Aspergillus fumigatus is a ubiquitous fungus that plays an important role in carbon and nitrogen recycling in nature by degrading organic biomass. It is also a fungus that can cause several diseases in humans ranging from allergic conditions to acute invasive aspergillosis. To survive and thrive, A. fumigatus needs to rapidly adapt to these environments that often entail various challenges. Genetic adaptations by mutation and recombination can be defined as the acquisition of heritable modifications in an organism through natural selection, which enable it to survive and reproduce in the prevailing or new environment. One example of this adaptive process is the development of azole resistance. Triazoles have become the cornerstone of medical treatment of aspergillus-related diseases. Although triazole resistance can develop during patient therapy, another route of resistance selection in A. fumigatus can be through exposure to azole fungicides in the environment. Using the case of triazole resistance development, we show that the process of reproduction, sexual, parasexual, or asexual, is crucial for the adaptive potential of A. fumigatus. In this study we describe the different life cycles in A. fumigatus and their characteristics and probability of occurring in the human host or in the environment.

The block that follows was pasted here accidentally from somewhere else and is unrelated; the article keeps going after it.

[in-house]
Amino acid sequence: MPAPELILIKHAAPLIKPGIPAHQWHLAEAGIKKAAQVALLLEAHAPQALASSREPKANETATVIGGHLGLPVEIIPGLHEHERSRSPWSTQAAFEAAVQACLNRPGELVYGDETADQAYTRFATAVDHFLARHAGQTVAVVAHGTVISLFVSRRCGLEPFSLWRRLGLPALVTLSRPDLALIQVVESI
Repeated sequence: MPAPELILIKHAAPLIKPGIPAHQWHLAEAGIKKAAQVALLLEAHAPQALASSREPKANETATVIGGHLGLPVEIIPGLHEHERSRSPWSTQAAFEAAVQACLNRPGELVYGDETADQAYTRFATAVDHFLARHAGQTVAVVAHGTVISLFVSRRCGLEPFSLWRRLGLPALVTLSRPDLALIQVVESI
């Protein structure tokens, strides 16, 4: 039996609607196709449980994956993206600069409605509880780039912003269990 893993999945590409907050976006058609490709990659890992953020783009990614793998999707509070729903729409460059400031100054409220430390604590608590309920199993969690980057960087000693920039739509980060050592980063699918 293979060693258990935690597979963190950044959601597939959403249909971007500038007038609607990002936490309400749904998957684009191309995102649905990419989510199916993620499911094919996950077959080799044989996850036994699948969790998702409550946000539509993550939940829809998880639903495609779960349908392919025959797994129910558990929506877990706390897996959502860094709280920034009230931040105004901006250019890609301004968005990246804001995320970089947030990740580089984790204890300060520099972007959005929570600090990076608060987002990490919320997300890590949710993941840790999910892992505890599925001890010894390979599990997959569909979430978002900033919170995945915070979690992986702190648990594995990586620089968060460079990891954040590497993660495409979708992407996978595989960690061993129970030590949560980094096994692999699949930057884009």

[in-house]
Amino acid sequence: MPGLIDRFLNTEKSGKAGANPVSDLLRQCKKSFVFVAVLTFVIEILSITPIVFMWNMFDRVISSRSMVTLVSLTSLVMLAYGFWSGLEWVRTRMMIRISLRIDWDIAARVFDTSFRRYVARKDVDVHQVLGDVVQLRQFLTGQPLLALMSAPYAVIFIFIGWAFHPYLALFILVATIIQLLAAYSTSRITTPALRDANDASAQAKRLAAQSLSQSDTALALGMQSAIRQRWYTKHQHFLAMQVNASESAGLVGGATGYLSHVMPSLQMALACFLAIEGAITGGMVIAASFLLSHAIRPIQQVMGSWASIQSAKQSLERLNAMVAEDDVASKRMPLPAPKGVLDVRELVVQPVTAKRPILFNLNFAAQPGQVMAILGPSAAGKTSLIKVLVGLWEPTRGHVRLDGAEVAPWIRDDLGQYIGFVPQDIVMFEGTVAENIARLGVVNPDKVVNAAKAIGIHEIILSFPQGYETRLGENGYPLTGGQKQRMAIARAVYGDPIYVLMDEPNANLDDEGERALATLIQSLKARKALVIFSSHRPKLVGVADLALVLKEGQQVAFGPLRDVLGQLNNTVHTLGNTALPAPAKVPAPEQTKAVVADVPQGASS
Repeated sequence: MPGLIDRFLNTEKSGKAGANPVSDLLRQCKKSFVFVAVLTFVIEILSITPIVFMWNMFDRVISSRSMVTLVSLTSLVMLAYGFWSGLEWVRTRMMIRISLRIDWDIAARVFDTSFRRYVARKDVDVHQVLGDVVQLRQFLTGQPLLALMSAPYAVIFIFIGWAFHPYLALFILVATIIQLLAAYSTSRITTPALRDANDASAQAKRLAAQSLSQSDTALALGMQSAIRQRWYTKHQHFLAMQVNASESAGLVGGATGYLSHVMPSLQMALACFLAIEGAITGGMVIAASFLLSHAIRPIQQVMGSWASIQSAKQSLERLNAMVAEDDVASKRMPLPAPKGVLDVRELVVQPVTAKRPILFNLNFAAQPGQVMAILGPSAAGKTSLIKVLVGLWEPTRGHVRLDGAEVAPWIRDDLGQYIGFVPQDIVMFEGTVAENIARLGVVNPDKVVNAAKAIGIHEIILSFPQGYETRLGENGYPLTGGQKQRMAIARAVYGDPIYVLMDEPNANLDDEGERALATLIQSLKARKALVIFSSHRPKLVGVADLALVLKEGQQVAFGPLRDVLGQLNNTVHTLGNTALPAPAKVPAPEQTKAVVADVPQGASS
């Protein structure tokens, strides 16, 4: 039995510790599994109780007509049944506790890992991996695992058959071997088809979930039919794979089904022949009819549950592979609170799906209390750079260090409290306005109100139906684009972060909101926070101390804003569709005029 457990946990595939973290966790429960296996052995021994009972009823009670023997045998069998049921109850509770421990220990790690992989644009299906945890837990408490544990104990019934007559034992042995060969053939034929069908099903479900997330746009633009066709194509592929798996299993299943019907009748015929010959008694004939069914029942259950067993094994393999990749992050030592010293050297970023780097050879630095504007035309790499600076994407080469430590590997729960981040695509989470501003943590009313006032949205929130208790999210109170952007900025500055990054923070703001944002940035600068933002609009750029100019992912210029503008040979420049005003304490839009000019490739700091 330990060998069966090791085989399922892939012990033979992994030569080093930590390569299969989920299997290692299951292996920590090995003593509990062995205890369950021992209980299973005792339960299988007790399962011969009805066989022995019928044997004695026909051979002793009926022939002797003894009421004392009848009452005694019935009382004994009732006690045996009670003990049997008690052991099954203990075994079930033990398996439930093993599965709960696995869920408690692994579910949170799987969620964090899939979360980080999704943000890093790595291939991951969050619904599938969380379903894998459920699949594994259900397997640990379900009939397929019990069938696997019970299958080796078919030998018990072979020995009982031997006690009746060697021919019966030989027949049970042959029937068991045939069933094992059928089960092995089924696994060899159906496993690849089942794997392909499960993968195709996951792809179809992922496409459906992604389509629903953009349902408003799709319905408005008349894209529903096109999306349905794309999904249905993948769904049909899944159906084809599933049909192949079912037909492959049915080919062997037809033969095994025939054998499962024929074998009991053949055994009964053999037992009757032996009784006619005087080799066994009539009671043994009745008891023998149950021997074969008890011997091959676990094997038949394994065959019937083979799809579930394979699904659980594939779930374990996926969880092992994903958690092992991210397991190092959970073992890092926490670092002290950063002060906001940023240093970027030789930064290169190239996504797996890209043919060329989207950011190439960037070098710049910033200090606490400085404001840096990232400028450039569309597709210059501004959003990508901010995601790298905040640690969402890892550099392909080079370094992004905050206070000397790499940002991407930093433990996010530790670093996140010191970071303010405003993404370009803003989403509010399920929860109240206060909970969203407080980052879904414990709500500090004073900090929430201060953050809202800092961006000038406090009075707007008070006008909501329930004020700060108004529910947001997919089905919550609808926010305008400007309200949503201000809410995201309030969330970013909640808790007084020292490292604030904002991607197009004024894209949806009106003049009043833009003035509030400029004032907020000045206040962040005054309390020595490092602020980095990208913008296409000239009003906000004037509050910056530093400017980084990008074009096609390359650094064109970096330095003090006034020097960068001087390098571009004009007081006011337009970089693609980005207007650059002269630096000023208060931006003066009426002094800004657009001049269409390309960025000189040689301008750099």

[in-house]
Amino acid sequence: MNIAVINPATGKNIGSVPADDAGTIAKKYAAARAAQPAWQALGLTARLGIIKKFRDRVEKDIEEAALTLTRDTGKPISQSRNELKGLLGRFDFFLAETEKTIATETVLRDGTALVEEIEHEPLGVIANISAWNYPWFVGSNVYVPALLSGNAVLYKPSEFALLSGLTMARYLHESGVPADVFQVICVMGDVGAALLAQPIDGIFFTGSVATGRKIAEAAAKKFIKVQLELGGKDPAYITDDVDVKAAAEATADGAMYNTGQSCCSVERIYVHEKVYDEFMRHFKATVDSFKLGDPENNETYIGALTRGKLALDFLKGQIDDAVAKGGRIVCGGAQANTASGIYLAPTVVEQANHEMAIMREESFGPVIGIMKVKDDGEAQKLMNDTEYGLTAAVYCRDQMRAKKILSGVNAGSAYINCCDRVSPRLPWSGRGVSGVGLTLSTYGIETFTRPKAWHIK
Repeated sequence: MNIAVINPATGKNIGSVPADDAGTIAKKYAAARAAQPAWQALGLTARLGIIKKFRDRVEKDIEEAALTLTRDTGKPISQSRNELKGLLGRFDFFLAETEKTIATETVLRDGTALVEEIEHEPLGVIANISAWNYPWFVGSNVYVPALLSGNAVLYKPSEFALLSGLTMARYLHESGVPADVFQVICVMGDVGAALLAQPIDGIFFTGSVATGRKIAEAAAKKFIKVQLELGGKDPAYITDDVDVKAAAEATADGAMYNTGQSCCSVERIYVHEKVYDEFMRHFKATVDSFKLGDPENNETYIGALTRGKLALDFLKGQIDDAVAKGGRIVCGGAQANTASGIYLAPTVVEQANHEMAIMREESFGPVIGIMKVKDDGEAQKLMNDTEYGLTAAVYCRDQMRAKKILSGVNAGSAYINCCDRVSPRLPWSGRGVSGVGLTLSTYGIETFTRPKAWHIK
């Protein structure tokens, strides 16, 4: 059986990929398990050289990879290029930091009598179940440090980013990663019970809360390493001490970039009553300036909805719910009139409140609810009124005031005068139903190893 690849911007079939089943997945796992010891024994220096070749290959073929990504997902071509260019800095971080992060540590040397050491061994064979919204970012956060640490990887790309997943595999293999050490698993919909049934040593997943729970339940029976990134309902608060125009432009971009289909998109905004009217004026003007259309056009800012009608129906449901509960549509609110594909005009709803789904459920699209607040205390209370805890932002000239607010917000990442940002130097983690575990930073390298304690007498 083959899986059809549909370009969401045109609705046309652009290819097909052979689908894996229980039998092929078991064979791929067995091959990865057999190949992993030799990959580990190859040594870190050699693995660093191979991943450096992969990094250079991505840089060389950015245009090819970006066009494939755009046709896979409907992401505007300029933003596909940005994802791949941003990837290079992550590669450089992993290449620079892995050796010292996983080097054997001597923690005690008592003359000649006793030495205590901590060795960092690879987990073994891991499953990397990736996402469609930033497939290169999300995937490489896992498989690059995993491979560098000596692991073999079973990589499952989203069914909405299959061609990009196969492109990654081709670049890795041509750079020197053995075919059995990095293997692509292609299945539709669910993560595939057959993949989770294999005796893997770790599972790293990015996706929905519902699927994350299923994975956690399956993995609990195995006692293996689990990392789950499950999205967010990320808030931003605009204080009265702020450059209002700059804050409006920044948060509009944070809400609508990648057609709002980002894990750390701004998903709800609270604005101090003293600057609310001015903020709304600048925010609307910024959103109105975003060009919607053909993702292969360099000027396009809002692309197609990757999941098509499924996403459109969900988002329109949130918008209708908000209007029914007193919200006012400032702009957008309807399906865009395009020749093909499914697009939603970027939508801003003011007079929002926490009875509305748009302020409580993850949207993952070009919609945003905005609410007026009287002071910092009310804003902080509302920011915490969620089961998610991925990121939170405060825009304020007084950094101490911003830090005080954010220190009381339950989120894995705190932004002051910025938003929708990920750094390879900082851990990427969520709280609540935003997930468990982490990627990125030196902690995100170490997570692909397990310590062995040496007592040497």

Full conference title:
- Asperfest 14 (2017)